The U.S. Food and Drug Administration (FDA) within the U.S. Department of Health and Human Services (HHS) today announced the approval for marketing of several generic versions of drugs that treat HIV, the virus that causes AIDS. Previously, the products had been only tentatively approved and were not available in the United States because patent or market exclusivity blocked their approval. With the expiration of those patents, the following products today have receive full marketing authorization for the United States: zidovudine tablets manufactured by Ranbaxy Laboratories Limited of Guragon, India; zidovudine tablets and oral solution manufactured by Aurobindo Pharma LTD. of Hyderabad, India; and zidovudine tablets manufactured by Roxane Laboratories of Columbus, Ohio. These are the first generic versions of the already-approved Retrovir brand manufactured by GlaxoSmithKline to be approved for marketing in the U.S. FDA previously determined as part of a tentative approval action that these products meet all U.S. manufacturing quality and clinical safety and efficacy standards.
"These approvals will now allow those infected with HIV more access to these life-saving drugs within our country. Some of these products have been available for purchase outside the U.S. as tentatively approved products under the President's Emergency Plan for Aids Relief," said Health and Human Services Secretary Mike Leavitt. "Generic products help reduce costs to patients and for the first time this antiretroviral drug will be available as a generic pediatric dosage form."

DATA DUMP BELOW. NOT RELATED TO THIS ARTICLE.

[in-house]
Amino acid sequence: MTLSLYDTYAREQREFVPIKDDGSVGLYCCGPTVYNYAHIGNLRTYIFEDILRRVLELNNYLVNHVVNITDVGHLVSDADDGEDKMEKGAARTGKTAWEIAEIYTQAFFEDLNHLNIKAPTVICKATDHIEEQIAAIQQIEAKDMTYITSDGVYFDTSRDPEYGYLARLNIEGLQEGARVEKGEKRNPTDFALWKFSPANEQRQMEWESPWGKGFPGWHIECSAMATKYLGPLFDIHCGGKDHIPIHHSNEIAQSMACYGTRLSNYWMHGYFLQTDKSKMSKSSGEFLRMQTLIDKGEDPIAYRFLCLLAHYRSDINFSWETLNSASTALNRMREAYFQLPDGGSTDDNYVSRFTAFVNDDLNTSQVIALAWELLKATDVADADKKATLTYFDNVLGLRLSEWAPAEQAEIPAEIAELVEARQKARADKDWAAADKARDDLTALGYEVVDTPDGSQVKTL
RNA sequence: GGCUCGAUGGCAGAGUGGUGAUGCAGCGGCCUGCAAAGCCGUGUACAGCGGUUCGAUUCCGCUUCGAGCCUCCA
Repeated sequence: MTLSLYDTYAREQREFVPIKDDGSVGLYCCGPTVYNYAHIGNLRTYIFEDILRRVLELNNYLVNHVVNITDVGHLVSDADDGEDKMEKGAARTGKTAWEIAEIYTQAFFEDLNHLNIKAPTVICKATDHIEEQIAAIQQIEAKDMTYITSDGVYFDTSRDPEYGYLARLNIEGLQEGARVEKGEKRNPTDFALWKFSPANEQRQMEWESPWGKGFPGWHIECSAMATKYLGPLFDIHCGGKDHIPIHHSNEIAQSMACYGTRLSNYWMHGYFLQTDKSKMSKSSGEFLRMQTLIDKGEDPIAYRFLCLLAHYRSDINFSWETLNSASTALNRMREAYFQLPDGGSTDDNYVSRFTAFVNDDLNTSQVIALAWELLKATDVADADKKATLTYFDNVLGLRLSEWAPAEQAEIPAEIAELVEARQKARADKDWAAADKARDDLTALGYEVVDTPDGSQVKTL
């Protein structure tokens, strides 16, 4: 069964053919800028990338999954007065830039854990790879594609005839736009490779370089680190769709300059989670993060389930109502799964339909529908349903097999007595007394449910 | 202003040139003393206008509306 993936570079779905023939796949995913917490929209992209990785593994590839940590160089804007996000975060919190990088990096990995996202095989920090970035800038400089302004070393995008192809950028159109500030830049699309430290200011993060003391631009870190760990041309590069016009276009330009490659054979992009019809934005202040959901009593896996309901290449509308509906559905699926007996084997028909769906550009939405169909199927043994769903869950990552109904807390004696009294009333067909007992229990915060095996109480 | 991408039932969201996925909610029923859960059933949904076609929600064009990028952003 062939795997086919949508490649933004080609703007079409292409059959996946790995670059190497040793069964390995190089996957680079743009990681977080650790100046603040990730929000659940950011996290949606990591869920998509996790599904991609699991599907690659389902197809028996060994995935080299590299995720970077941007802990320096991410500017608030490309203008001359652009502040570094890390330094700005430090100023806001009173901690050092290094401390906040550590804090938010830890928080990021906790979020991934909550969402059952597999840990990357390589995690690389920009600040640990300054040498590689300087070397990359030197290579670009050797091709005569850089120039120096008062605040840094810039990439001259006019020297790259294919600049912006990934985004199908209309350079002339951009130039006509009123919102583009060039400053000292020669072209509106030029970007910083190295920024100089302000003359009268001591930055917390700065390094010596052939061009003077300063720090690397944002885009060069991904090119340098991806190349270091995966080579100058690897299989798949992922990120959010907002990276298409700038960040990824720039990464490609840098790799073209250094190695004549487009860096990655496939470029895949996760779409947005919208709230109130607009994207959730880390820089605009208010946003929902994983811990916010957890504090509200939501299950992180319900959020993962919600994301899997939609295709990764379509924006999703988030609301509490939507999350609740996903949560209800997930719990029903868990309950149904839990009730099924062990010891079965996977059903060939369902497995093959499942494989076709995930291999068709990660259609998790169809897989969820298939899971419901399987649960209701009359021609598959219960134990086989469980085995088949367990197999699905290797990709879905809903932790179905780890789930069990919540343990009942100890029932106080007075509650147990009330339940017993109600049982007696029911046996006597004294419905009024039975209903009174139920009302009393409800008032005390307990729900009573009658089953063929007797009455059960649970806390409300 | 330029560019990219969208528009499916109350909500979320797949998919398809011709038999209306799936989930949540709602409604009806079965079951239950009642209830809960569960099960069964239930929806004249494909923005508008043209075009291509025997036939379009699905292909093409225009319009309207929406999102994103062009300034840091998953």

"FDA's action today shows clearly that the tentatively approved products being purchased under the President's Emergency Plan are indeed products we will make available to our own people once any U.S. market patent or exclusivity expires, said FDA Commissioner Lester Crawford.
Zidovudine is in the class of drugs called nucleoside reverse transcriptase inhibitors (NRTIs), which help keep the AIDS virus from reproducing. This antiretroviral drug is intended to be used with other antiretroviral agents for the treatment of HIV infection.
The Emergency Plan for AIDS Relief, which President Bush first announced in his 2003 State of the Union Address, is currently providing $15 billion to fight the HIV/AIDS pandemic over five years, with a special focus on 15 of the hardest-hit countries. The President's Emergency Plan is designed to prevent seven million new HIV infections, treat at least two million HIV-infected people, and care for ten million HIV-affected individuals, AIDS orphans and vulnerable children. It targets three specific areas related to HIV/AIDS:
-- Prevention of HIV transmission
-- Treatment of AIDS and associated conditions
-- Care, including palliative care for HIV infected-individuals, and care for orphans and vulnerable children